“The single story creates stereotypes, and the problem with stereotypes is not that they aren’t true, but they are incomplete. They make one story become the only story.”
These are Chimamanda Ngozi Adichie words in her TED talk about the danger of single story. Adichie is a novelist from Nigeria, who was influenced from a young age by the novels of the Western world. All the books she read were foreign, and she was convinced that books had to be about things that she could never identify with. Then she learned of African books; books written by Chinua Achebe and Camara Laye. This is when Adichie began to write about things she recognized. She realized that the stories in the books were not a single story of literature. When Adichie came to the United States to go to college, her roommate was surprised that she spoke English, and liked to listen to Mariah Carey. She expected that she wouldn’t know how to speak English, or understand how to use a stove, and she expected to hear tribal music from her side of the room. Adichie’s roommate held a single story of Africa. “In this single story there was no possibility of Africans being similar to her in any way, no possibility of feelings more complex than pity, no possibility of a connection as human equals.”
A single story becomes that which we judge all other people from; it is a one-dimensional perspective of something that is actually quite complex. It is a misinterpretation of reality. It is a lens through which we look at everything from, it narrows our perspective, and once we know the single story, it becomes difficult for us to stray away from that. These stories often become the only stories.
There exists a single story of Africa.
What is that single story? First, people often forget that Africa is a continent made up of 54 different countries, with over 1 billion people (15% of the world’s total population), thousands of different languages, and hundreds of different cultures. When people think of Africa, they think of violence, poverty, AIDS, uneducated people, helpless people, hopelessness, and corrupt governments. The single story, in Adichie’s words: “If I had not grown up in Nigeria, and if all I knew about Africa were from popular images, I too would think that Africa was a place of beautiful landscapes, beautiful animals, and incomprehensible people, fighting senseless wars, dying of poverty and AIDS, unable to speak for themselves and waiting to be saved by a kind, white foreigner.”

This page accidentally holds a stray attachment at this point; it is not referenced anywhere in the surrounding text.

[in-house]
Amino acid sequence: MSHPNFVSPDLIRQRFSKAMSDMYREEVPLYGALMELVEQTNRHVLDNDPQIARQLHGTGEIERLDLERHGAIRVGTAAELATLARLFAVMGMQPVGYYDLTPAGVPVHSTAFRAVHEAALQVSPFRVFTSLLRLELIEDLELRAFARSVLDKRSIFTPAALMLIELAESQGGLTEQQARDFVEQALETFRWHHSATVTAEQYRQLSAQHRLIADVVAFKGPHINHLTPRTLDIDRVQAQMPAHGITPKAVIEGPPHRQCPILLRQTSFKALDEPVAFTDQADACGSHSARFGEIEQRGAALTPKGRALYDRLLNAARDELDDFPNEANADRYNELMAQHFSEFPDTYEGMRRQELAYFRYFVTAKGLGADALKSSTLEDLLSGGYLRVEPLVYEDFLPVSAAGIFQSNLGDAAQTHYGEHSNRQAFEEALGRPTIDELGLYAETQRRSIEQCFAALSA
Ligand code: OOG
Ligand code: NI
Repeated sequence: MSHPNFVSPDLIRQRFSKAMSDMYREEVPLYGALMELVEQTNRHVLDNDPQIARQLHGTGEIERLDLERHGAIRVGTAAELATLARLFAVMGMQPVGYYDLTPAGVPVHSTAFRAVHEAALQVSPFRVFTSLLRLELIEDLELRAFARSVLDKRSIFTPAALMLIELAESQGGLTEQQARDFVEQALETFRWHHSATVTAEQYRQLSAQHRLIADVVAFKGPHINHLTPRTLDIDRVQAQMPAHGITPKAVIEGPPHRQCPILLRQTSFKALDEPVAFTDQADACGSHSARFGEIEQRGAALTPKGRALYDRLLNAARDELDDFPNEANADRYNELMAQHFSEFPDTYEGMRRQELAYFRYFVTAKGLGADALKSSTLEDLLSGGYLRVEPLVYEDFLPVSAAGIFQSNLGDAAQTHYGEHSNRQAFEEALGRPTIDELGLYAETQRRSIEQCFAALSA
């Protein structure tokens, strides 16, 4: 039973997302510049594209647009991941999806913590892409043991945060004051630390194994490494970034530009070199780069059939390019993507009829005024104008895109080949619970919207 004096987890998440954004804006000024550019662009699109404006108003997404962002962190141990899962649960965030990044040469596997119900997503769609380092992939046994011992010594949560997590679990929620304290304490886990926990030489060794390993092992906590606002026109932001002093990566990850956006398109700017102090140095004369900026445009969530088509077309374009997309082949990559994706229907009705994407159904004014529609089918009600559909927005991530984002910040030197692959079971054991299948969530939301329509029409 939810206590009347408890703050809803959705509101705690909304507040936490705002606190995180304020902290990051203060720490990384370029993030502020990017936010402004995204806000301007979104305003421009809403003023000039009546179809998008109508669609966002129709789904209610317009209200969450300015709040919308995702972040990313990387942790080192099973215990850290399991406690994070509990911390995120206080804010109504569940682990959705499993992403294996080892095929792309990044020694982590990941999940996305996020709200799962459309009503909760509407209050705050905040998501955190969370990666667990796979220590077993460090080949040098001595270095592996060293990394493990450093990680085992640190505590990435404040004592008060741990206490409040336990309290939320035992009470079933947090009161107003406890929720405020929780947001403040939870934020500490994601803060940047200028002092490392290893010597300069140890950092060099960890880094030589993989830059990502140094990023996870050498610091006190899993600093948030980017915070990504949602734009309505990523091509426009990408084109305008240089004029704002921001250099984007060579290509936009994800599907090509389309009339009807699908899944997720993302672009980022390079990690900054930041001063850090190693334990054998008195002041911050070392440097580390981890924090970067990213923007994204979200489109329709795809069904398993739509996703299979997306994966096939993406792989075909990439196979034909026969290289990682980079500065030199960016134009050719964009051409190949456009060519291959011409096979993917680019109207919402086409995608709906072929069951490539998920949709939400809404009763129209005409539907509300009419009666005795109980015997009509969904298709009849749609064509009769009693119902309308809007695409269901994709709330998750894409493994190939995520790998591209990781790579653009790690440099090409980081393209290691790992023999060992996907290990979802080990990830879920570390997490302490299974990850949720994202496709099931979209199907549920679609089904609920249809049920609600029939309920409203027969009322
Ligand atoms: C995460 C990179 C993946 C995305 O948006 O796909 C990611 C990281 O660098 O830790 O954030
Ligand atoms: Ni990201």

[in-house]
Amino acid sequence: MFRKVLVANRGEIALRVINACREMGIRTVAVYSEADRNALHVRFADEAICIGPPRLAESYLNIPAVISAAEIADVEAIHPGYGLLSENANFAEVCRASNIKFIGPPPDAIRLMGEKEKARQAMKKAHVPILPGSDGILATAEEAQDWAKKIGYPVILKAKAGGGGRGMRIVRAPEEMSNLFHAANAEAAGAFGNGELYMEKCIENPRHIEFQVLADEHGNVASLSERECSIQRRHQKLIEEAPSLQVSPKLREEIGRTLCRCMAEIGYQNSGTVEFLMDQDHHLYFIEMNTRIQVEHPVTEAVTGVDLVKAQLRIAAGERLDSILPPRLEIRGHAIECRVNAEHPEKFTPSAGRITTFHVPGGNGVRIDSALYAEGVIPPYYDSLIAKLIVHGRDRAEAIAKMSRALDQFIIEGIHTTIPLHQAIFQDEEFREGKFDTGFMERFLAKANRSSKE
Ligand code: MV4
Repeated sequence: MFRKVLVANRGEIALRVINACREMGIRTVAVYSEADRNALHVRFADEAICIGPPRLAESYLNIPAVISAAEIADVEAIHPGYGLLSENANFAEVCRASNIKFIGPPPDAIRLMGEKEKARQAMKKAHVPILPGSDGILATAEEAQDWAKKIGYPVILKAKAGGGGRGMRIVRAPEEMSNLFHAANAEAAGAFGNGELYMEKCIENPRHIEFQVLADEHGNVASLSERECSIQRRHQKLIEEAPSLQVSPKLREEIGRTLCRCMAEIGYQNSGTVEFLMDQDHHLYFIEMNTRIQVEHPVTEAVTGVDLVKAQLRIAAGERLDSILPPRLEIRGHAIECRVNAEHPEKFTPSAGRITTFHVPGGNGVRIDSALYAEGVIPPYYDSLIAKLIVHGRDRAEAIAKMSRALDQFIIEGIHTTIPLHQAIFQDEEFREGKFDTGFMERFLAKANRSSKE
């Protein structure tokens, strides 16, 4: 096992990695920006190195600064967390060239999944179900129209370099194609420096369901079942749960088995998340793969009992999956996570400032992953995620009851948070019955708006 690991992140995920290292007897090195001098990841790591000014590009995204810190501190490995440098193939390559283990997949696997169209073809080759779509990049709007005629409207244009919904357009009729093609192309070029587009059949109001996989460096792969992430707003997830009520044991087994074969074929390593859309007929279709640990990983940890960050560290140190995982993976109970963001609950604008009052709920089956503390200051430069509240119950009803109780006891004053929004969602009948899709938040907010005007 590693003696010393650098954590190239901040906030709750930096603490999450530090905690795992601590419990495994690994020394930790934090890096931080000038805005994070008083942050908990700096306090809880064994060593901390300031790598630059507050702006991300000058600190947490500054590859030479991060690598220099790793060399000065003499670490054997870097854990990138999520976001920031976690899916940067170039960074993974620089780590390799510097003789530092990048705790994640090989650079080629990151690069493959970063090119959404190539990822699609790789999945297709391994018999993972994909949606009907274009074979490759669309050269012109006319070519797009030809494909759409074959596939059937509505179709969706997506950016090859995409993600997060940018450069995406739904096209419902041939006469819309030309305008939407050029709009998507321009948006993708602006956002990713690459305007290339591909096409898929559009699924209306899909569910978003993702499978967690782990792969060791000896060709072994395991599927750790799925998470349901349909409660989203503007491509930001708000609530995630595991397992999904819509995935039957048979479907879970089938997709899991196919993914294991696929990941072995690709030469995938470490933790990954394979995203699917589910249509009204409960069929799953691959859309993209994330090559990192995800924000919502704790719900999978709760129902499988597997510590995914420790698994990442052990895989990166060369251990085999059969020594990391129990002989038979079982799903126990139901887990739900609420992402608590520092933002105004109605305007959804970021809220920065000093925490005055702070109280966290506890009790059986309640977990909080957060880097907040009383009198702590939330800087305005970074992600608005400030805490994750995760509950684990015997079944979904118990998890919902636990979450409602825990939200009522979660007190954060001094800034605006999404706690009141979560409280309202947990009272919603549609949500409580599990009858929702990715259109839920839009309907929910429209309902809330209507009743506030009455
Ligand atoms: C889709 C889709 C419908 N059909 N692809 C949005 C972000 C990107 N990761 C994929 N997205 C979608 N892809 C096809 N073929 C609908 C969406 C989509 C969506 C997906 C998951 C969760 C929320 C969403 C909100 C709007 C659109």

This is the single story of Africa. But it is only one small part of the story.
Africa is filled with the same stories that you find everywhere else in the world. It is filled with vibrant culture, lively people, and many, many stories. Not just stories of the beautiful landscapes, and the stories of the suffering that they have experienced or are experiencing. Not just stories of poverty. Not just stories of war and loss. The stories of people like Chimamanda Adichie are the stories people do not know. It is important to remember that the single story and that of Adichie are not the only stories of Africa. The consequences of a single story: “It robs people of dignity. It makes our recognition of our equal humanity difficult. It emphasizes how we are different rather than how we are similar.”
Everyday Africa is a Tumblr and Instagram blog that posts images of everyday life in Africa. It includes images that break down the single story of political instability and poverty. The purpose of the online project is to change the negative perceptions and break the stereotypes that people have about Africa.
“When we reject the single story, when we realize that there is never a single story about any place, we regain a kind of paradise.”
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